MILLION-YEAR-OLD VIRUSES HELP FIGHT CANCER, SAY SCIENTISTS
The study by the Francis Crick Institute showed the dormant remnants of these old viruses are woken up when cancerous cells spiral out of control.
This unintentionally helps the immune system target and attack the tumour.
The team wants to harness the discovery to design vaccines that can boost cancer treatment, or even prevent it.
The researchers had noticed a connection between better survival from lung cancer and a part of the immune system, called B-cells, clustering around tumours.
B-cells are the part of our body that manufactures antibodies and are better known for their role in fighting off infections, such as Covid.
Precisely what they were doing in lung cancer was a mystery but a series of intricate experiments using samples from patients and animal tests showed they were still attempting to fight viruses.
“It turned out that the antibodies are recognising remnants of what’s termed endogenous retroviruses,” Prof Julian Downward, an associate research director at the Francis Crick Institute, told me.
Retroviruses have the nifty trick of slipping a copy of their genetic instructions inside our own.
More than 8% of what we think of as “human” DNA actually has such viral origins
Some of these retroviruses became a fixture of our genetic code tens of millions of years ago and are shared with our evolutionary relatives, the great apes
Other retroviruses may have entered our DNA a few thousand years ago
Some of these foreign instructions have, over time, been co-opted and serve useful purposes inside our cells, but others are tightly controlled to stop them spreading.
However, chaos dominates inside a cancerous cell when it is growing uncontrollably and the once tight control of these ancient viruses is lost.
These ancient genetic instructions are no longer able to resurrect whole viruses but they can create fragments of viruses that are enough for the immune system to spot a viral threat.
“The immune system is tricked into believing that the tumour cells are infected and it tries to eliminate the virus, so it’s sort of an alarm system,” Prof George Kassiotis, head of retroviral immunology at the biomedical research centre, told me.
The antibodies summon other parts of the immune system that kill off the “infected” cells – the immune system is trying to stop a virus but in this case is taking out cancerous cells.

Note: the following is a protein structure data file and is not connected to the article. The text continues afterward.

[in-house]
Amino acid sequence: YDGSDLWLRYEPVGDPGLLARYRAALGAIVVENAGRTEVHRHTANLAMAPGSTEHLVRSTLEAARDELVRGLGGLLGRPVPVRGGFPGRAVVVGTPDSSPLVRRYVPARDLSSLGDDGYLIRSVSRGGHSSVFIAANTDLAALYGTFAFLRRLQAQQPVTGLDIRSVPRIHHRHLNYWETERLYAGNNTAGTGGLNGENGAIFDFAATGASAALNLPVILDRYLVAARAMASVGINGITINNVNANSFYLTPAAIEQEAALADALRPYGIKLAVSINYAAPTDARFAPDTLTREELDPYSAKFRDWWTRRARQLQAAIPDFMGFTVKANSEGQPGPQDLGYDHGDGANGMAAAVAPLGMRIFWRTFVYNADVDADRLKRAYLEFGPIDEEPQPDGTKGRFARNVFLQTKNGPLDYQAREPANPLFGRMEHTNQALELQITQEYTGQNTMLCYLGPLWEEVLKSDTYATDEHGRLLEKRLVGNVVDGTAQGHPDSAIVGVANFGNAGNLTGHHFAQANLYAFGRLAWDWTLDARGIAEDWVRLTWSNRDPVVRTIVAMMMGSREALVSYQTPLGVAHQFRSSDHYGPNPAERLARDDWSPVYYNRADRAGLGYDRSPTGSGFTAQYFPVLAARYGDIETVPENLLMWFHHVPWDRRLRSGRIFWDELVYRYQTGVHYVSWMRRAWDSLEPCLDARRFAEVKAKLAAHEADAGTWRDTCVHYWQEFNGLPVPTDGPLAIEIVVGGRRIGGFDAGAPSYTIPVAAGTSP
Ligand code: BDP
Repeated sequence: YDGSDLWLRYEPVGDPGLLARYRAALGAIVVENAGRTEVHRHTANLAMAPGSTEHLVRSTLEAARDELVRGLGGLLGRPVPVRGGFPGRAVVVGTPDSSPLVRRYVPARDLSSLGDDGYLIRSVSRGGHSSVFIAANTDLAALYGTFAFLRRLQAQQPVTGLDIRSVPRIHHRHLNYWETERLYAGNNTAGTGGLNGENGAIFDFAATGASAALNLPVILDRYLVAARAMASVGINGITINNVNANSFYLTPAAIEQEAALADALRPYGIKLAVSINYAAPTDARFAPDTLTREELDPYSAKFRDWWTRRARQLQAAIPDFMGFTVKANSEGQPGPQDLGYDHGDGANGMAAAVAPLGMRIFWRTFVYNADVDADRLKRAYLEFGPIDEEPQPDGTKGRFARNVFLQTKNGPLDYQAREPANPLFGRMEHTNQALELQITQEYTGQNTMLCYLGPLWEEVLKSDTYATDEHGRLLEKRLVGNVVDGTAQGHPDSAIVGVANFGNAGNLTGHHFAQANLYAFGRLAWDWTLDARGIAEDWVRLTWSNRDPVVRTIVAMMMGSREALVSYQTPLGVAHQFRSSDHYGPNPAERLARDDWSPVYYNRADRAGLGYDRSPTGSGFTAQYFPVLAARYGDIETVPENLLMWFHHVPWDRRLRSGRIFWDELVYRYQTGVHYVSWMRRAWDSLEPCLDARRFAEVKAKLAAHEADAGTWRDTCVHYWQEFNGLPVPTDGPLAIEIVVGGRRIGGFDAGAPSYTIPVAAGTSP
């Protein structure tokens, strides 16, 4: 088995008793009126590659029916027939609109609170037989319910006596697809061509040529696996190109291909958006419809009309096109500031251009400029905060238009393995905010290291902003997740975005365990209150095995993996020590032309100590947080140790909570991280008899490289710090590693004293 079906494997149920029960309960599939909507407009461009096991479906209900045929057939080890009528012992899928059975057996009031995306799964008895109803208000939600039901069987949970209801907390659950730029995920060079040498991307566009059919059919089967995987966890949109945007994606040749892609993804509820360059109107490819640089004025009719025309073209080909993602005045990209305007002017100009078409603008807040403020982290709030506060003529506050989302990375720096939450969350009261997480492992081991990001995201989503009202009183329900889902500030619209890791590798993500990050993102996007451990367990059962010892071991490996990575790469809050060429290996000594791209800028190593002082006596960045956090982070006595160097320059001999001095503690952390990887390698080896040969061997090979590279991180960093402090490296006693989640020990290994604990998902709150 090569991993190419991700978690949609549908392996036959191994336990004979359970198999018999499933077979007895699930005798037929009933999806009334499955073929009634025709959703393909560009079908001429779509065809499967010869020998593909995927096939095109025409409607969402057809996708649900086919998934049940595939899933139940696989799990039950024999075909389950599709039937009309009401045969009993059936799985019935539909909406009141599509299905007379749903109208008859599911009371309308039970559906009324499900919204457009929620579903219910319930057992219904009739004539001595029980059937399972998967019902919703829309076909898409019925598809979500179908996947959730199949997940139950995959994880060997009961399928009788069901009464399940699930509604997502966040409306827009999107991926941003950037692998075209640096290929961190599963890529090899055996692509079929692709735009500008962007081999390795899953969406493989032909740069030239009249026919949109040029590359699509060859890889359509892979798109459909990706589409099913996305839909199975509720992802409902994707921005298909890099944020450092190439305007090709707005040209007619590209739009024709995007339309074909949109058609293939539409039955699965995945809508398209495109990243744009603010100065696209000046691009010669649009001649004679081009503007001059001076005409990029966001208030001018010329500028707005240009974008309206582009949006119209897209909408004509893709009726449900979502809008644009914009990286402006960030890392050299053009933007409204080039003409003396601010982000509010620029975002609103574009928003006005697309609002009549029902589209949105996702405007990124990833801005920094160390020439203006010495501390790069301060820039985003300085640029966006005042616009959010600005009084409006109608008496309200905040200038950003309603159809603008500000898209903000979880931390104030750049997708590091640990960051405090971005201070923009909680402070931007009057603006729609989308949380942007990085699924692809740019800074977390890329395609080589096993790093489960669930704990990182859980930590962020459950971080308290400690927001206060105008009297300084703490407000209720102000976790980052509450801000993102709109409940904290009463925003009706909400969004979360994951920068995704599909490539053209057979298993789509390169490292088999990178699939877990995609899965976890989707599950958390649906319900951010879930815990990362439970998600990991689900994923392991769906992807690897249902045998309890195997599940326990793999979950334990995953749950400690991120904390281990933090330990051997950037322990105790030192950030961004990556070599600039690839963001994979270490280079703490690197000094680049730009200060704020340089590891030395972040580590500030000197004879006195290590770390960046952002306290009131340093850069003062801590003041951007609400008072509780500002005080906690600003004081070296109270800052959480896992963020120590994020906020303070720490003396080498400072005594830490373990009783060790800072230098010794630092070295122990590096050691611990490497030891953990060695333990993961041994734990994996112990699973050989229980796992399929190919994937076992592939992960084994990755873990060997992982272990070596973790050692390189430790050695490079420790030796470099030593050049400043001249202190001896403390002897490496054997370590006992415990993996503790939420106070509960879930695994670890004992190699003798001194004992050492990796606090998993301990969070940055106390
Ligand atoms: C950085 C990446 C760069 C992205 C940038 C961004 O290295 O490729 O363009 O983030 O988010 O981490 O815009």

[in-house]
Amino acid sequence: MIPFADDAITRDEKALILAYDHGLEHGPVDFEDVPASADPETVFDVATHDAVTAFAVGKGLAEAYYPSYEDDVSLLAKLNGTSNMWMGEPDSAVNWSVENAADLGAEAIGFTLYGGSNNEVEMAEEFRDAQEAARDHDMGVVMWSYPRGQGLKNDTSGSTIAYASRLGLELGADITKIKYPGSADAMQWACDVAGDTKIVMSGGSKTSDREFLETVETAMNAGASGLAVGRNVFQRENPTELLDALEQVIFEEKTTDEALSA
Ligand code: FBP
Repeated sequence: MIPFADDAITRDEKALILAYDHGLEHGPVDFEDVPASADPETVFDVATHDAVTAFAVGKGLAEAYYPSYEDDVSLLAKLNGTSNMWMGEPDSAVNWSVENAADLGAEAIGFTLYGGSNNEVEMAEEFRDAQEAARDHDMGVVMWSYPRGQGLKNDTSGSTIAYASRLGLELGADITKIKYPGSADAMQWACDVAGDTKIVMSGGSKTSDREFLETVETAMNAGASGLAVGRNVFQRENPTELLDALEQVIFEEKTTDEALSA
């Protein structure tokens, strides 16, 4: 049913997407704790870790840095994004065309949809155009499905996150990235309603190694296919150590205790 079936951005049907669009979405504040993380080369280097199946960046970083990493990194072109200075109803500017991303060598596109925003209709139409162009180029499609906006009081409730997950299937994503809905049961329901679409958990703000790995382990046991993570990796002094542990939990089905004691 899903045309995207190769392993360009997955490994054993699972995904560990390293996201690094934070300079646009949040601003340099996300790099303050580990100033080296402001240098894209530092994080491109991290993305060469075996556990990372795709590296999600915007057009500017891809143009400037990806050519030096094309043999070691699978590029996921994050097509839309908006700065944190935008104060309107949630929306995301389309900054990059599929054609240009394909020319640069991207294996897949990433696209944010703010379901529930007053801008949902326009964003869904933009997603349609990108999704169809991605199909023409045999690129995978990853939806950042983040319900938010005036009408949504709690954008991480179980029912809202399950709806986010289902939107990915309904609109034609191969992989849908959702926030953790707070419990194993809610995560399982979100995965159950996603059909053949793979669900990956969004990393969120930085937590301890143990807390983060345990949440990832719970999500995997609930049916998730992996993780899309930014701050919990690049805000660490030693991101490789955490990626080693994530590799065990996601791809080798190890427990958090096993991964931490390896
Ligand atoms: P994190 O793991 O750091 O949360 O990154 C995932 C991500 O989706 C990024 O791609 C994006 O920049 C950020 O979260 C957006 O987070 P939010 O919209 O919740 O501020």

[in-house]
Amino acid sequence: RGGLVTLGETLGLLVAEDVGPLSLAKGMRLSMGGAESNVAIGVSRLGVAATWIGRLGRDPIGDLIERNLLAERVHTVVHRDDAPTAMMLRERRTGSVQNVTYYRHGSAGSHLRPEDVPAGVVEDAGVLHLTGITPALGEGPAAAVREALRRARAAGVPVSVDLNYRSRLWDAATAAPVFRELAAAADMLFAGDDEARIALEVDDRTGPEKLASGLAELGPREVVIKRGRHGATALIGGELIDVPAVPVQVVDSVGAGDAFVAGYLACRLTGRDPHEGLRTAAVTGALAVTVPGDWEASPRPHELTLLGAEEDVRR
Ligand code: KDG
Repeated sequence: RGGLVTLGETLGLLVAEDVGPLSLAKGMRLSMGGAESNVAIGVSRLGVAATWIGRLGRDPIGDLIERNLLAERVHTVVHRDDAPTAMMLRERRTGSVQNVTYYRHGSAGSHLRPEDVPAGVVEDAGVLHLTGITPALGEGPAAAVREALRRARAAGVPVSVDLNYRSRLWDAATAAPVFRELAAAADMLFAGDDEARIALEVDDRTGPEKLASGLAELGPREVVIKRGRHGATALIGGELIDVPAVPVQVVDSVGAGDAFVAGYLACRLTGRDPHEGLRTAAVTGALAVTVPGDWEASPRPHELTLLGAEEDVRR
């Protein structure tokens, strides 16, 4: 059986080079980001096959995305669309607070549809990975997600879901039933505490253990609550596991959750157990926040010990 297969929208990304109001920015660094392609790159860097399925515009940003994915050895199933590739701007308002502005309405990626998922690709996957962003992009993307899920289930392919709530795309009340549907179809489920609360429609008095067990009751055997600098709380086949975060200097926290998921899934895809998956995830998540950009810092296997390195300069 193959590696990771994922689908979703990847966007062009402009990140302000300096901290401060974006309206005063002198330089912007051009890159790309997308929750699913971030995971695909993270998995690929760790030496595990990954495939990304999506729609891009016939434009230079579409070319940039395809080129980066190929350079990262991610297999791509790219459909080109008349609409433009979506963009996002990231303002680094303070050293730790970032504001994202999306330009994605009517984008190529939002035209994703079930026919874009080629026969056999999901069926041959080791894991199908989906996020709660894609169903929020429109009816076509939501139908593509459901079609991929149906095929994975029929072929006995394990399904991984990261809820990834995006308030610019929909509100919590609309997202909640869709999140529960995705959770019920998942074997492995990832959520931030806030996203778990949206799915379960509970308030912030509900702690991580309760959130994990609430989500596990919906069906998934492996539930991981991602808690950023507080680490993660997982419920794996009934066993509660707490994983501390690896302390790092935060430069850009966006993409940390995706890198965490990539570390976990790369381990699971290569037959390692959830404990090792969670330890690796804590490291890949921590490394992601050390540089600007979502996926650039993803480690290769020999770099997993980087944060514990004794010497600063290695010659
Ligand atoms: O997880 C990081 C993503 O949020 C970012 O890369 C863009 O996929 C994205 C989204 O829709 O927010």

Prof Kassiotis says it is a remarkable role reversal for retroviruses which, in their heyday, “might have been causing cancer in our ancestors” due to the way they invade our DNA, but are now protecting us from cancer, “which I find fascinating”, he adds.
The study, published in the journal Nature, describes how this happens naturally in the body but the researchers want to enhance that effect by developing vaccines to teach the body how to hunt for endogenous retroviruses.
“If we can do that, then you can think not only of therapeutic vaccines, you can also think of preventative vaccines,” said Prof Kassiotis.
The research came out of the TracerX study which has been tracking lung cancers in unprecedented detail and this week showed cancer’s “near infinite” ability to evolve. It led the researchers running the trial to call for more focus on preventing cancer as it was so hard to stop.
Dr Claire Bromley, from Cancer Research UK, said: “All of us have ancient viral DNA in our genes, passed down from our ancestors, and this fascinating research has highlighted the role it plays in cancer and how our immune system can recognise and destroy cancer cells.”
She said “more research” was needed to develop a cancer vaccine but “nevertheless, this study adds to the growing body of research that could one day see this innovative approach to cancer treatment become a reality.”